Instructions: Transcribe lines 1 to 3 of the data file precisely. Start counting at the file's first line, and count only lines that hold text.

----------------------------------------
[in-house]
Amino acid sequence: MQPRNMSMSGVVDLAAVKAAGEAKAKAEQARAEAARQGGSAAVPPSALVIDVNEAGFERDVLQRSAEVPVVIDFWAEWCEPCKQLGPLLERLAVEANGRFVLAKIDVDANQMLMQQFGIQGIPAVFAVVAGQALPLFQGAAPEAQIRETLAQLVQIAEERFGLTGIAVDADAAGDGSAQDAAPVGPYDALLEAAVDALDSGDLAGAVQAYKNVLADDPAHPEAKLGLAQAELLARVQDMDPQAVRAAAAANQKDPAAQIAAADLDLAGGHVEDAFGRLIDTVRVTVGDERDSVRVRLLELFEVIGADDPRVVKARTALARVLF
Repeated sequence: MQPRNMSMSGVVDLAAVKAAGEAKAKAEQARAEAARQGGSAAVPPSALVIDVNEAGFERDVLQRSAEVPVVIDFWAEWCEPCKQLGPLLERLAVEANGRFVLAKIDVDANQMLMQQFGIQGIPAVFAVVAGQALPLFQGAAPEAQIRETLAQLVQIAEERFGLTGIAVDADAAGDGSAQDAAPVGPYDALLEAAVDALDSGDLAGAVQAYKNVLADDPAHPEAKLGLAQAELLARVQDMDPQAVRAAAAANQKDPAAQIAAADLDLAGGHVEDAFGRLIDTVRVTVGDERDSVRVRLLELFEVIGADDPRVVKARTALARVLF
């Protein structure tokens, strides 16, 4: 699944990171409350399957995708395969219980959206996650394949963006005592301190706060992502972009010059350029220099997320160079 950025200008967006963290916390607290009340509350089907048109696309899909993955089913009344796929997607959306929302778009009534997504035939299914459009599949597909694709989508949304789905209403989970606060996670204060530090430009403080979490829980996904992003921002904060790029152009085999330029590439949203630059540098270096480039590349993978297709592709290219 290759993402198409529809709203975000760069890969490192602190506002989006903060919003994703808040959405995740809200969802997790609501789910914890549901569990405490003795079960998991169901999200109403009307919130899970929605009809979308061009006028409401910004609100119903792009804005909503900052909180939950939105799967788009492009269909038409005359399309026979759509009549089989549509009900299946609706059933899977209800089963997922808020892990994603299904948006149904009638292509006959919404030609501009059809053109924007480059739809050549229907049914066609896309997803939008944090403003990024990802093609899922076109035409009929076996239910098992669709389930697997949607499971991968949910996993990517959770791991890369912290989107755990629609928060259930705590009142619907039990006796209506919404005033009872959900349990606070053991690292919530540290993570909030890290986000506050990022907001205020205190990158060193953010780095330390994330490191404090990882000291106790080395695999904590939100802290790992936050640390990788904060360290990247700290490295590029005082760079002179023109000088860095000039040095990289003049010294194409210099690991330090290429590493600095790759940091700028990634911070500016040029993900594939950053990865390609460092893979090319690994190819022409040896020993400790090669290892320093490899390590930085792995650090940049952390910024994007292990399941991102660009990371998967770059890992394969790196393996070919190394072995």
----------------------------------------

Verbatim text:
[in-house]
Amino acid sequence: MQPRNMSMSGVVDLAAVKAAGEAKAKAEQARAEAARQGGSAAVPPSALVIDVNEAGFERDVLQRSAEVPVVIDFWAEWCEPCKQLGPLLERLAVEANGRFVLAKIDVDANQMLMQQFGIQGIPAVFAVVAGQALPLFQGAAPEAQIRETLAQLVQIAEERFGLTGIAVDADAAGDGSAQDAAPVGPYDALLEAAVDALDSGDLAGAVQAYKNVLADDPAHPEAKLGLAQAELLARVQDMDPQAVRAAAAANQKDPAAQIAAADLDLAGGHVEDAFGRLIDTVRVTVGDERDSVRVRLLELFEVIGADDPRVVKARTALARVLF
Repeated sequence: MQPRNMSMSGVVDLAAVKAAGEAKAKAEQARAEAARQGGSAAVPPSALVIDVNEAGFERDVLQRSAEVPVVIDFWAEWCEPCKQLGPLLERLAVEANGRFVLAKIDVDANQMLMQQFGIQGIPAVFAVVAGQALPLFQGAAPEAQIRETLAQLVQIAEERFGLTGIAVDADAAGDGSAQDAAPVGPYDALLEAAVDALDSGDLAGAVQAYKNVLADDPAHPEAKLGLAQAELLARVQDMDPQAVRAAAAANQKDPAAQIAAADLDLAGGHVEDAFGRLIDTVRVTVGDERDSVRVRLLELFEVIGADDPRVVKARTALARVLF